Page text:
Lamar County

Lamar County, MS

        The County of Lamar, which was termed after the distinguished L. Q. C. Lamar, was founded on April 1st of 1904.  The county seat is Purvis which was established in 1886, which is located less than 17 miles South of Hattiesburg off U.S. Hwy 11.

Back in 1883, Purvis was inhabited with a vast amount of pine plantation timberland with very few settlers, and contained an abundance of wildlife such as whitetail deer and eastern turkeys.  However, no townships existed in the region following the early 1880’s, until the construction of the New Orleans and Northeastern Railroad in 1883.  It was during that time when settlements and villages started to originate in the surrounding areas. The county seat of Purvis was the main district among these areas which was named after John Purvis.

Prior to the settlement of white colonists, the Choctaw Indian Tribe roamed through the abundance of dense pine plantation timber that flourished over Lamar County.  After Andrew Jackson’s successful victory of the battle of New Orleans an enormous surge of immigration settlers from the Carolinas rained into the southern portion of Lamar county.  All of whom were drawn to the attractiveness for the potential new development of farms and homesteads that could be easily acquired due to the very low-priced land.  The desirability of the mild climate, the lush range for livestock, and the large areas for growing corn crops also played a major factor in the population growth of Lamar County. Not to mention, the inexpensive standard of living provided by a wealth of wild life such as: turkeys, migratory waterfowl birds, and an over population of whitetail deer that scattered the area.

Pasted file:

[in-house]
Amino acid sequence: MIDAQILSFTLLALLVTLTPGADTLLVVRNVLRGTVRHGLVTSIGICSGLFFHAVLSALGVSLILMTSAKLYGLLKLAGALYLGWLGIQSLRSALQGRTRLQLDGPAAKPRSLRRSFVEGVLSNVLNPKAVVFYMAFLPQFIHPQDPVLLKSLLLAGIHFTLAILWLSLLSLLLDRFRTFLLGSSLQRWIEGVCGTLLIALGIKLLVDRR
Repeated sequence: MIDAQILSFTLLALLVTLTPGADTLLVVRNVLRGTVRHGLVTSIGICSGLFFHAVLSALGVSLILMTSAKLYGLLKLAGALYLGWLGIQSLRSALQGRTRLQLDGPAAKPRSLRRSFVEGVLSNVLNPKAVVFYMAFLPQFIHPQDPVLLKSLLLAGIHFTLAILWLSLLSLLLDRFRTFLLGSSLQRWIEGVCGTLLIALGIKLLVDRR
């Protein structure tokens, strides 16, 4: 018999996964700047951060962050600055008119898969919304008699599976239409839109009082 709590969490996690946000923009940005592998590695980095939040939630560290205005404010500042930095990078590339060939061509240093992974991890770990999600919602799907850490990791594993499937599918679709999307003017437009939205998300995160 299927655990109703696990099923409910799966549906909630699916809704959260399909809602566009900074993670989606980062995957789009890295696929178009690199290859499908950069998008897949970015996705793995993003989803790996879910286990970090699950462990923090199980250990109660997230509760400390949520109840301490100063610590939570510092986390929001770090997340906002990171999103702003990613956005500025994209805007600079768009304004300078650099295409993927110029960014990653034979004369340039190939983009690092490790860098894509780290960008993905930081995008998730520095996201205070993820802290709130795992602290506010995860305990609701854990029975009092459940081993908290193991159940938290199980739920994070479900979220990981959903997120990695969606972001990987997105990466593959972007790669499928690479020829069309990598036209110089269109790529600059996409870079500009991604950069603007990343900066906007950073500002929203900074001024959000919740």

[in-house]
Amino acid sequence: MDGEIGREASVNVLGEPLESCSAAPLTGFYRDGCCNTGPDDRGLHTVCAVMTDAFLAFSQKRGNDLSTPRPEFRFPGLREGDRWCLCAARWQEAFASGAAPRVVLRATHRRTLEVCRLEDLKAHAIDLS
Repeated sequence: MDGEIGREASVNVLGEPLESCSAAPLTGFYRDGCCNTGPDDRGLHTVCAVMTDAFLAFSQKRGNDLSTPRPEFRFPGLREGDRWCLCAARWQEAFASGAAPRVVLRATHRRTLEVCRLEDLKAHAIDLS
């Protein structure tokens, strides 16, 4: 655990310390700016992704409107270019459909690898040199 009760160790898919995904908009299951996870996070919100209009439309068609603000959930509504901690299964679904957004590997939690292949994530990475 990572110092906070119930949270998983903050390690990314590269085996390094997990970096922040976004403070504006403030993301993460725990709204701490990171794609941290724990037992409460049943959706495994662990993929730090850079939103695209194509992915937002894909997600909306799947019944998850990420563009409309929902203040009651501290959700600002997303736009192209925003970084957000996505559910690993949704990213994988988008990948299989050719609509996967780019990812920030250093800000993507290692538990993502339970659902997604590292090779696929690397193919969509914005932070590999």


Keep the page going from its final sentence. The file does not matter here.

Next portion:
After settlers established the area, their core industry soon became the raising of sheep and cattle.  Italians and Philippine African Americans worked to build railroad branch lines that entered into the woodlands where the labor to cut the timber was done by hand saws, picks, and shovels.  That being said, once all the virgin timber was cut in the early 1930’s. the J. J. Newman Lumber Company mill closed and people started travelling away in search of new occupations for employment.  As a result, the population severely decreased to about 1,500 people.

Lamar county has a total area of 500 square miles, that of which 497 square miles is land and 3 square miles is water.  The population recorded in the 2015 Federal Census was 60,618 residents in the county.  Lamar County is bordered by the following neighboring counties: Covington in the north, Pear River to the South, Forrest in the east, and Marion County to the west.